By Nick Diamantides
Josef Levy, the new commander of the Long Beach Police Department (LBPD) West Division, has been loved and respected by many people in that section of the city for many years. As police lieutenant, he not only enforced the law, but he attended many community meetings and events and volunteered much of his time to improving the quality of life in the area’s various neighborhoods.
Levy spoke to an audience of about 30 people who attended the monthly meeting of the Wrigley Association last Monday evening at the community center of Veterans Park. He outlined his background and briefly described his philosophy and the goals he has set for the West Division.
He noted that in his 25 years with the LBPD, he has worked as a patrol officer and on special details focusing on gang and drug investigations. Working his way up through the ranks, he was promoted to sergeant and later lieutenant where he spent several years working with the West Division. During the last two years, Levy worked as chief of staff for Deputy Chief Robert Luna.
Although Levy has excelled in his career with the LBPD, his responsibilities to his wife and four children and his duties as a police officer did not afford him much time to complete his college education. He took classes whenever he could. “I just graduated with my bachelor’s degree after 30 years,” he said with a laugh. “I graduated from Cal State Long Beach and 20 minutes after (the commencement ceremonies), Chief of Police McDonnell phoned me to say he was promoting me to the commander of the West Division. I was on cloud nine.”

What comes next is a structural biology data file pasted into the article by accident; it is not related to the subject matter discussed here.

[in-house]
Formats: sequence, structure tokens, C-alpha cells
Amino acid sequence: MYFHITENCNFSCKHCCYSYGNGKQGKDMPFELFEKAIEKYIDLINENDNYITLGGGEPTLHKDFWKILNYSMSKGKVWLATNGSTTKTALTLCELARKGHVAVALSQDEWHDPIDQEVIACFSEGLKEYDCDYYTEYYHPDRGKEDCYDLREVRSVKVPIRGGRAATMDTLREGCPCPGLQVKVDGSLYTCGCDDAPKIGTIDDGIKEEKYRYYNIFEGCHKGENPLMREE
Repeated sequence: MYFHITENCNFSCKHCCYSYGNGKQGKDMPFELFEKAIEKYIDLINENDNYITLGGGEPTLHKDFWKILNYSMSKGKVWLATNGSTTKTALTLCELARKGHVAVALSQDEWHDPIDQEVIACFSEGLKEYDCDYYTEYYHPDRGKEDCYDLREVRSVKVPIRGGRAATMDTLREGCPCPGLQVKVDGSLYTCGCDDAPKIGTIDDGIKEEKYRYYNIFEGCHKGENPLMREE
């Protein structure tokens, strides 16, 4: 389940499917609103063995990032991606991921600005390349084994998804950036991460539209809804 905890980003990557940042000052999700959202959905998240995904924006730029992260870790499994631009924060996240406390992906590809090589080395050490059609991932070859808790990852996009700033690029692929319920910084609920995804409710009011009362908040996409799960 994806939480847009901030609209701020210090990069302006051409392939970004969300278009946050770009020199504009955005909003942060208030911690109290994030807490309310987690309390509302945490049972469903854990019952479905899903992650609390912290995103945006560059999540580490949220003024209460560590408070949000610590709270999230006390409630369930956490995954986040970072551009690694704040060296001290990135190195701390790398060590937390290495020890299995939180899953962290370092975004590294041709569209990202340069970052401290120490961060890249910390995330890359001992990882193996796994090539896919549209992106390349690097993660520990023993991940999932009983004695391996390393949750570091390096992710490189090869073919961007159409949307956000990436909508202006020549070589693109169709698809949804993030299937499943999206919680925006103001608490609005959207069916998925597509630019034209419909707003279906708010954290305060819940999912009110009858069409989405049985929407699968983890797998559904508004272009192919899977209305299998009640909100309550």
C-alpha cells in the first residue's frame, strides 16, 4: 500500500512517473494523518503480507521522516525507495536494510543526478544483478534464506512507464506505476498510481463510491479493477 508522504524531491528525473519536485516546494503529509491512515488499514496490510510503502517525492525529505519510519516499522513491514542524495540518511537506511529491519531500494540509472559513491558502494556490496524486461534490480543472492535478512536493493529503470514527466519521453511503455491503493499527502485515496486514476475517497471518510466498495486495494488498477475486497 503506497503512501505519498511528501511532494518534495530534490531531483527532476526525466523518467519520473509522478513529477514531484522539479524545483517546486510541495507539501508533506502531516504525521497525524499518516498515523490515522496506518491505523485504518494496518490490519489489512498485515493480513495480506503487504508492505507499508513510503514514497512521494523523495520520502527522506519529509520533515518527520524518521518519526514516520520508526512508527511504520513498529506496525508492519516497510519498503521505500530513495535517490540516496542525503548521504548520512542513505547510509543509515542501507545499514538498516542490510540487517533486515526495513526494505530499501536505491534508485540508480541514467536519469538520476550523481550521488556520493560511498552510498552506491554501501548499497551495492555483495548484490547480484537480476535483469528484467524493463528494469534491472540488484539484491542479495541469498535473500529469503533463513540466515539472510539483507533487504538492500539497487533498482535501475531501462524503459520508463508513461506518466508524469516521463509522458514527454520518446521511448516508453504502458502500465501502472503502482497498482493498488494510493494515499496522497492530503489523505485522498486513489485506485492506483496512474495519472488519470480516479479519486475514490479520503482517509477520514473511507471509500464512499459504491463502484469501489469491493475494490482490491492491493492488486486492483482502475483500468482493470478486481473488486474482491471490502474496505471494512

Going further back, Levy explained that when he was a baby, his parents moved from Israel to Chicago. Six years later they moved to Long Beach where he attended public schools.
He noted that during the six years that his family lived in Chicago, they were very poor and from that situation he acquired an understanding of the struggles faced by impoverished people. “I also learned the value of work,” he said. “My parents instilled a very strong work ethic in me, and I saw firsthand how, by hard work and perseverance, a family can climb out of poverty and have a better life.”
Levy also spoke about a recent, very significant event in his personal life. “On June 18, 2007, I was diagnosed with thyroid cancer,” he said. “That cancer diagnosis basically rocked my world. I was off work for five months dealing with it.” He admitted that while the physical aspects of his struggle were difficult, the emotional and psychological aspects were even harder, but now that it’s over, he feels that he has been given a second chance at life. “I am glad that I am here and that I have the opportunity to serve all of you,” he said.
After his cancer diagnosis, Levy teamed up with two other cops who are cancer survivors to create the National Law Enforcement Cancer Support Foundation. “Our mission is to provide free emotional guidance, support, resources, education and advocacy for those in the law-enforcement family who are facing a cancer diagnosis,” he said.